|Emperor penguins in Antarctica. |
Photo by StormPetrel1.
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But first of all, how do you measure oxygen levels in a penguin's muscles? It was no easy task - one of the study's authors, Cassondra Williams from the Scripps Institution of Oceanography, had to design a special probe which could be surgically implanted in a penguin's pectoralis muscle. After two years of technical testing and development, the probes were ready for use on wild birds, so Williams and fellow researchers Paul Ponganis and Jessica Meir headed to McMurdo Sound in Antarctica.
In Antarctica, the researchers implanted probes in selected emperor penguins and attached time-depth recorders to their backs to track their dive profiles. The penguins were then released to forage for a day or two through an isolated hole that the researchers had drilled in the sea ice, which ensured the penguins (and the expensive equipment) would return.
Once the probes and time-depths recorders were retrieved, and the penguins had been returned to their colony, the scientists began to analyse the data from the 50 successfully recorded dives from three penguins. Looking at the patterns of oxygen use over the course of each dive, two distinct patterns emerged.
In the first type of dive, the muscle's oxygen levels fell continually until they approached zero - the penguin appeared to cut off blood flow to the muscle, so it had to rely on its own oxygen supplies, leaving the blood oxygen for the rest of the body, such as the brain and heart.
Williams calculated that the mean muscle oxygen consumption rate for these types of dives was only 12.4ml of oxygen per kilogram of muscle per minute - 1/10th the value calculated for penguins swimming in an artificial flume.
"I think this metabolic rate is impressive. You can see how hard they are working underwater but they are efficient swimmers and very hydrodynamic," she said.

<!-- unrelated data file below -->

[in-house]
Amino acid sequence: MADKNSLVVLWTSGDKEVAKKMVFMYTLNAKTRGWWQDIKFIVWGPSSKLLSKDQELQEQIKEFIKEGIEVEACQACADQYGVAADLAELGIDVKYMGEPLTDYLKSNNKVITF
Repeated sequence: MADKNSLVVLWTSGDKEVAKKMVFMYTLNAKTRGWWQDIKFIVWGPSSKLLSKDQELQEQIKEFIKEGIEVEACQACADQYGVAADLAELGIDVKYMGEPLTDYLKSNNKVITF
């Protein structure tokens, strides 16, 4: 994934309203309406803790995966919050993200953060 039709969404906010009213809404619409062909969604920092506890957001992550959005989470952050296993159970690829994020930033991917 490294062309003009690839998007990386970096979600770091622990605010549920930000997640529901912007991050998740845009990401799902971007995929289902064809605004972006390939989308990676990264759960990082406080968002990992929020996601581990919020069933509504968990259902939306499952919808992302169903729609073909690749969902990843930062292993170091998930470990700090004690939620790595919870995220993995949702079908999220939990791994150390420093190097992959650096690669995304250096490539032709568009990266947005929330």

In the second type of dive, the muscle's oxygen levels initially fell and then plateaued for several minutes before falling again to almost zero. The researchers realised that the blood must flow back into the muscles to replenish the oxygen supply during the middle phase of the dive. While this stops the muscles from getting tired, the penguins can only do this until the blood oxygen levels become too low for the rest of the body.
In both types of dive, when the oxygen levels in the muscles approach zero, the muscles start to make energy using anaerobic respiration - that is, without oxygen. Unfortunately, a byproduct of this type of respiration is the production of lactic acid. Researchers believe that if the penguins let the lactic acid accumulate in their muscles, it takes them longer to recover after a long dive. This might be why on some dives, the penguins send extra oxygen to their muscles.
Williams told LiveScience, "They don't want to hit their aerobic limit and accumulate lactic acid, but it's not clear how or why they do that."
Penguins continue diving long after muscles run out of oxygen, 12 May 2011, Journal of Experimental Biology
Penguins' oxygen trick: How they survive deep dives by Jennifer Welsh, 12 May 2011, LiveScience
Journal of Experimental Biology citation
Williams, C. L., Meir, J. U. and Ponganis, P. J. (2011). What triggers the aerobic dive limit? Patterns of muscle oxygen depletion during dives of emperor penguins. J. Exp. Biol. 214, 1802-1812.